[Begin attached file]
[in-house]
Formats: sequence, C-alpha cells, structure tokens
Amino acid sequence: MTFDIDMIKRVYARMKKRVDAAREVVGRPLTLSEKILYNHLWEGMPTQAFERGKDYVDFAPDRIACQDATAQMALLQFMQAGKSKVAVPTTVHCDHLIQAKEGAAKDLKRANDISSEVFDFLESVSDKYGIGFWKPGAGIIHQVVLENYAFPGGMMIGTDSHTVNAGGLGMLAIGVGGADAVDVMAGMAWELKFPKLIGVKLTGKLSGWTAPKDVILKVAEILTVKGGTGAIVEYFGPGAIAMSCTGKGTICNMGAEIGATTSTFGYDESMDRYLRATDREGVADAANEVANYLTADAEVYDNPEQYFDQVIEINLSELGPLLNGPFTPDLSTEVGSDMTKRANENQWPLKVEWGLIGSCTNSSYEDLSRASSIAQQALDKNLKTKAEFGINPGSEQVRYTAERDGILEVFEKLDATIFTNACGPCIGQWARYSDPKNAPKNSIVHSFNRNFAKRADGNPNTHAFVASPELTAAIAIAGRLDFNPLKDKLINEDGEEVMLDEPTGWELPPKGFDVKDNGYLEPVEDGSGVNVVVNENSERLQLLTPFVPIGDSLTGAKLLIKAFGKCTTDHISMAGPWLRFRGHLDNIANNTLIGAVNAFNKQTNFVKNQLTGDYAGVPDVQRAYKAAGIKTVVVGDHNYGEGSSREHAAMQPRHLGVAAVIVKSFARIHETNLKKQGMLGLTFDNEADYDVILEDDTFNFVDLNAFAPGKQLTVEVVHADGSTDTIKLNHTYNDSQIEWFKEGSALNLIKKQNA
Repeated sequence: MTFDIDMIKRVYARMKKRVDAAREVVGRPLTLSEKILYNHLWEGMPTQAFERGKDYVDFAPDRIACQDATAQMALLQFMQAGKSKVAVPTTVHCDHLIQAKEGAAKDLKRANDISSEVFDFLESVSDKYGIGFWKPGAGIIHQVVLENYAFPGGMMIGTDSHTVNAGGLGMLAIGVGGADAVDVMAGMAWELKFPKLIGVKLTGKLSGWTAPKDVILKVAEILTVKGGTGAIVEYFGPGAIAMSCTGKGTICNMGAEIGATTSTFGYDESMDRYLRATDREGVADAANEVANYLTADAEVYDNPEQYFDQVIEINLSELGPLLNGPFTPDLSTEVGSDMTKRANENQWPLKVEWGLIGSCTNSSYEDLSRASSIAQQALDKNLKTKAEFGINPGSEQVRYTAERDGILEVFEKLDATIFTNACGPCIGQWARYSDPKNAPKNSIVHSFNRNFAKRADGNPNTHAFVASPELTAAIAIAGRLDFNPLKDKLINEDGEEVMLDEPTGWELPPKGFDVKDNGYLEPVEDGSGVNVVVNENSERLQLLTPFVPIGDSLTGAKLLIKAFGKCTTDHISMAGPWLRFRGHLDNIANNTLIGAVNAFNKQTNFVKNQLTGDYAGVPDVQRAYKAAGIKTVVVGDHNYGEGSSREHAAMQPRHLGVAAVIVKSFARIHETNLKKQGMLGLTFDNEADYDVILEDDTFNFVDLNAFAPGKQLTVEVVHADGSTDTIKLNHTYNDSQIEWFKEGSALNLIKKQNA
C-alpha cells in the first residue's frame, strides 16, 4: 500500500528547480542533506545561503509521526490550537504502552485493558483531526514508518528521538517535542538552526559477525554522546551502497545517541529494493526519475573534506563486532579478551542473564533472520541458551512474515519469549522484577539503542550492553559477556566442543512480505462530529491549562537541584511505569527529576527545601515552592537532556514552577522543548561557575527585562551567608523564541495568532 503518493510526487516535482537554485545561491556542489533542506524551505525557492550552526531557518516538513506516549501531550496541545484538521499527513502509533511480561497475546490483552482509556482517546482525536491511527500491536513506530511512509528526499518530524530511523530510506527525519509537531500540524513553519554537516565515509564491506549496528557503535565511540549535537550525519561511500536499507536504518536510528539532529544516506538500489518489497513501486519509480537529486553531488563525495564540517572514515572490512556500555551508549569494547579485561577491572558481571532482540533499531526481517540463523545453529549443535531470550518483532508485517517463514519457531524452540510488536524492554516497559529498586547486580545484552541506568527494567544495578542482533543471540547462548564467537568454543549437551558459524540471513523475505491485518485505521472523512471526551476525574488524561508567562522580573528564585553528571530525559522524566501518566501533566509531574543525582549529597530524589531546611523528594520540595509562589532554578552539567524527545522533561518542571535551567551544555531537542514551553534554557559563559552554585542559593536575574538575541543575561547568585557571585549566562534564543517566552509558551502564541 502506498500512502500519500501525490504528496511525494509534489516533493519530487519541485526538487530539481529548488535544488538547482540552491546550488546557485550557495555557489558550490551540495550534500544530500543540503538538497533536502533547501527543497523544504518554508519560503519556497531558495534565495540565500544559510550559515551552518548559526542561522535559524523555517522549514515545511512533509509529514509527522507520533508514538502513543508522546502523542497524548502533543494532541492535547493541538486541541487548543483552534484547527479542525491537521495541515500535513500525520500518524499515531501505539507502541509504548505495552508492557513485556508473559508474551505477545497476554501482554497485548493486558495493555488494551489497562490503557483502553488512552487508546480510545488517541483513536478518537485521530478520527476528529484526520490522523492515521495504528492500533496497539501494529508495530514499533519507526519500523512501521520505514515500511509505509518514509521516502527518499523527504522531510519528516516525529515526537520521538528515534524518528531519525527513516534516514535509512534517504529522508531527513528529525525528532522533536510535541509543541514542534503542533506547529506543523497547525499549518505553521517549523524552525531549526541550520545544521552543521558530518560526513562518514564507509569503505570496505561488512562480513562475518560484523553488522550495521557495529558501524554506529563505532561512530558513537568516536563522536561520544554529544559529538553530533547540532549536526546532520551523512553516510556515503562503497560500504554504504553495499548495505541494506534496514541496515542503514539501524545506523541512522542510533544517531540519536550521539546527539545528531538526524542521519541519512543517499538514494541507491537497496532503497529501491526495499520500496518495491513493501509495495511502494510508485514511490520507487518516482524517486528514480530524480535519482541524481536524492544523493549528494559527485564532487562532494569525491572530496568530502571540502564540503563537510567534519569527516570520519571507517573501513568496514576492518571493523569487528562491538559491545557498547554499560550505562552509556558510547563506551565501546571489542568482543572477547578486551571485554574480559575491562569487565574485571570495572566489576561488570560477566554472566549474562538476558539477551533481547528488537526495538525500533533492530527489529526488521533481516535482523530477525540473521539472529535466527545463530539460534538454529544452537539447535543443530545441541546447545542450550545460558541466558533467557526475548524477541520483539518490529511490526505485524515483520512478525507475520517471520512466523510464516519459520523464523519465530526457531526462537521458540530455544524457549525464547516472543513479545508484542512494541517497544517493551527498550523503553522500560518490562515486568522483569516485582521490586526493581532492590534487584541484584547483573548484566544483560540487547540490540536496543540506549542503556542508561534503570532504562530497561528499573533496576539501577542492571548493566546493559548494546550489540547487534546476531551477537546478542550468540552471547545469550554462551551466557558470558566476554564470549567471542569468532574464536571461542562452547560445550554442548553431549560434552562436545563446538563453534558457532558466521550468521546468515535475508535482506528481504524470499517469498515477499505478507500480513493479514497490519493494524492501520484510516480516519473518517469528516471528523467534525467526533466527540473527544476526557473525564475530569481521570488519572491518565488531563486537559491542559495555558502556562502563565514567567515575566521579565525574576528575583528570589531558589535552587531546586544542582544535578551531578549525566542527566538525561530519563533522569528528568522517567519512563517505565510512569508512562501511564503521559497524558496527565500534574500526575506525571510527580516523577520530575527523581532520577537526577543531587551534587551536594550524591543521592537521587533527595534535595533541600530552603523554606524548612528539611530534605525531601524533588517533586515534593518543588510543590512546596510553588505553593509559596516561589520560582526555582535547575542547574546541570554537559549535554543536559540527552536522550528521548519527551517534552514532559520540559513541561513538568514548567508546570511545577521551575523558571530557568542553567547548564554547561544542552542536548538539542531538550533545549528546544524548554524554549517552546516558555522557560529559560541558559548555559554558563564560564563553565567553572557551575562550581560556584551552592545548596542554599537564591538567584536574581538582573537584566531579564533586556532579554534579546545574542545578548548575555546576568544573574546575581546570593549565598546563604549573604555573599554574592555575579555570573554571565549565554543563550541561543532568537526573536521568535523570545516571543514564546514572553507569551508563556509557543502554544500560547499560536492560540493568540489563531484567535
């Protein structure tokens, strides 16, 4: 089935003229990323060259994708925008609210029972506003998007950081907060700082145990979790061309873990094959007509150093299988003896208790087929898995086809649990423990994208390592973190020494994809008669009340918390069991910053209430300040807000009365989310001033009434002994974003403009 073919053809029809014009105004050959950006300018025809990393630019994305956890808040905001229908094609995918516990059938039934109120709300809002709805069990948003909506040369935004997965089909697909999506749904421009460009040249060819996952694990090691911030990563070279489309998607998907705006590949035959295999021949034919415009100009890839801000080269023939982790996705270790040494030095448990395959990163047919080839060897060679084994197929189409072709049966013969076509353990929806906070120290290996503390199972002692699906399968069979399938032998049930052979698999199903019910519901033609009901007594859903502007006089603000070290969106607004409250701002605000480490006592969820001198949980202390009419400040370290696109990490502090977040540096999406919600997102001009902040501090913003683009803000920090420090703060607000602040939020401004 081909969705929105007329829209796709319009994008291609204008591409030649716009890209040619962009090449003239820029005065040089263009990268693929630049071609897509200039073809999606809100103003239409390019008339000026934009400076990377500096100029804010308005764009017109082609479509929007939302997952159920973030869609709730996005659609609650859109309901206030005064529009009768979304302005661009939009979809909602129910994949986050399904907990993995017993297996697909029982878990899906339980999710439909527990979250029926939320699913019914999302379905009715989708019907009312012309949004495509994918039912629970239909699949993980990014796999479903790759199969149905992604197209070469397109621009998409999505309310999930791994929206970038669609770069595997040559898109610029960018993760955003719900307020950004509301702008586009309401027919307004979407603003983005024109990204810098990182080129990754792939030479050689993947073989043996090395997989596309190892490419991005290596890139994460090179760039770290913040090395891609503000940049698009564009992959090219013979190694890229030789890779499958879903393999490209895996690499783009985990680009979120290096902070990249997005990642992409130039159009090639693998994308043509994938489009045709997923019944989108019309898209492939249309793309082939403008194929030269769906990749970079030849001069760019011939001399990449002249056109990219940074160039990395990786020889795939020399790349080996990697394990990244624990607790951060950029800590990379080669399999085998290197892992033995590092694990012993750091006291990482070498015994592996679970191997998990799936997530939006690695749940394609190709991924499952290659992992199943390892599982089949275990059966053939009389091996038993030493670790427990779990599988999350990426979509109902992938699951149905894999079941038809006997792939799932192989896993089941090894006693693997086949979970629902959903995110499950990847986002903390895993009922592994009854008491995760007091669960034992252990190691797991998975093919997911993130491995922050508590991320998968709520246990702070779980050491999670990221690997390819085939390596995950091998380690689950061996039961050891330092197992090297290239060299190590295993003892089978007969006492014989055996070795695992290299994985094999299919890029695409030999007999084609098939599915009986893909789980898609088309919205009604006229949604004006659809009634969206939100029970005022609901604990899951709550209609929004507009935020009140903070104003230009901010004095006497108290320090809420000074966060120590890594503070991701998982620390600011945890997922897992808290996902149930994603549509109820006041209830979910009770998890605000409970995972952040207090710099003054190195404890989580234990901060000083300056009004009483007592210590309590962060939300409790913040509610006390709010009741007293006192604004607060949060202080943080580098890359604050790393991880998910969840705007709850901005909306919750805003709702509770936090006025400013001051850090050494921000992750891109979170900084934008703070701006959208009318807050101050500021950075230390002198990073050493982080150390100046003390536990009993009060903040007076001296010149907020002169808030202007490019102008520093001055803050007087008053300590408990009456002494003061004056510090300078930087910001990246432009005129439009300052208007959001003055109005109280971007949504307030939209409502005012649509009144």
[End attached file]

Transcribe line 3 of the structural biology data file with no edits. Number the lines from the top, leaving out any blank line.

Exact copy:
Amino acid sequence: MTFDIDMIKRVYARMKKRVDAAREVVGRPLTLSEKILYNHLWEGMPTQAFERGKDYVDFAPDRIACQDATAQMALLQFMQAGKSKVAVPTTVHCDHLIQAKEGAAKDLKRANDISSEVFDFLESVSDKYGIGFWKPGAGIIHQVVLENYAFPGGMMIGTDSHTVNAGGLGMLAIGVGGADAVDVMAGMAWELKFPKLIGVKLTGKLSGWTAPKDVILKVAEILTVKGGTGAIVEYFGPGAIAMSCTGKGTICNMGAEIGATTSTFGYDESMDRYLRATDREGVADAANEVANYLTADAEVYDNPEQYFDQVIEINLSELGPLLNGPFTPDLSTEVGSDMTKRANENQWPLKVEWGLIGSCTNSSYEDLSRASSIAQQALDKNLKTKAEFGINPGSEQVRYTAERDGILEVFEKLDATIFTNACGPCIGQWARYSDPKNAPKNSIVHSFNRNFAKRADGNPNTHAFVASPELTAAIAIAGRLDFNPLKDKLINEDGEEVMLDEPTGWELPPKGFDVKDNGYLEPVEDGSGVNVVVNENSERLQLLTPFVPIGDSLTGAKLLIKAFGKCTTDHISMAGPWLRFRGHLDNIANNTLIGAVNAFNKQTNFVKNQLTGDYAGVPDVQRAYKAAGIKTVVVGDHNYGEGSSREHAAMQPRHLGVAAVIVKSFARIHETNLKKQGMLGLTFDNEADYDVILEDDTFNFVDLNAFAPGKQLTVEVVHADGSTDTIKLNHTYNDSQIEWFKEGSALNLIKKQNA